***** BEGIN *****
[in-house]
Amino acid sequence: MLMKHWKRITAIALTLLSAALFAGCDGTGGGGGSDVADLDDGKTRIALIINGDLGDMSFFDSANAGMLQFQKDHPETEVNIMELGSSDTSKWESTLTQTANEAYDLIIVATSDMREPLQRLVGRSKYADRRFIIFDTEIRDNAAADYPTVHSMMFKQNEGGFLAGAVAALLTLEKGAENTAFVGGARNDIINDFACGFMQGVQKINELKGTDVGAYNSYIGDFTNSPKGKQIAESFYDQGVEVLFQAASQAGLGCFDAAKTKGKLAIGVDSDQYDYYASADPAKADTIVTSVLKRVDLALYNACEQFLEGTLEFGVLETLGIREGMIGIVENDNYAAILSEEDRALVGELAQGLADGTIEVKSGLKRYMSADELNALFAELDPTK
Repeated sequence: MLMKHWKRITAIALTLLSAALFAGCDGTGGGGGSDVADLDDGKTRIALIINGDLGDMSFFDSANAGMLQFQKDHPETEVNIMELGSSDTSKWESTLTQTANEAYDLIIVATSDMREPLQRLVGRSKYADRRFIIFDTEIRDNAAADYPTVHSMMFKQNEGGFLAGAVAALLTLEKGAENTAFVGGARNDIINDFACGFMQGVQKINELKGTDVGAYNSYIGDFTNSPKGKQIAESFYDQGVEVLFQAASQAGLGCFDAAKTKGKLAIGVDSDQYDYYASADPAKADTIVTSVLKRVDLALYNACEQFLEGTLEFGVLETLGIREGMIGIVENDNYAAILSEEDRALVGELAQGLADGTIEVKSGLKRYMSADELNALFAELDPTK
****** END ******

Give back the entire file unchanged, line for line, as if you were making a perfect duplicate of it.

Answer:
[in-house]
Amino acid sequence: MLMKHWKRITAIALTLLSAALFAGCDGTGGGGGSDVADLDDGKTRIALIINGDLGDMSFFDSANAGMLQFQKDHPETEVNIMELGSSDTSKWESTLTQTANEAYDLIIVATSDMREPLQRLVGRSKYADRRFIIFDTEIRDNAAADYPTVHSMMFKQNEGGFLAGAVAALLTLEKGAENTAFVGGARNDIINDFACGFMQGVQKINELKGTDVGAYNSYIGDFTNSPKGKQIAESFYDQGVEVLFQAASQAGLGCFDAAKTKGKLAIGVDSDQYDYYASADPAKADTIVTSVLKRVDLALYNACEQFLEGTLEFGVLETLGIREGMIGIVENDNYAAILSEEDRALVGELAQGLADGTIEVKSGLKRYMSADELNALFAELDPTK
Repeated sequence: MLMKHWKRITAIALTLLSAALFAGCDGTGGGGGSDVADLDDGKTRIALIINGDLGDMSFFDSANAGMLQFQKDHPETEVNIMELGSSDTSKWESTLTQTANEAYDLIIVATSDMREPLQRLVGRSKYADRRFIIFDTEIRDNAAADYPTVHSMMFKQNEGGFLAGAVAALLTLEKGAENTAFVGGARNDIINDFACGFMQGVQKINELKGTDVGAYNSYIGDFTNSPKGKQIAESFYDQGVEVLFQAASQAGLGCFDAAKTKGKLAIGVDSDQYDYYASADPAKADTIVTSVLKRVDLALYNACEQFLEGTLEFGVLETLGIREGMIGIVENDNYAAILSEEDRALVGELAQGLADGTIEVKSGLKRYMSADELNALFAELDPTK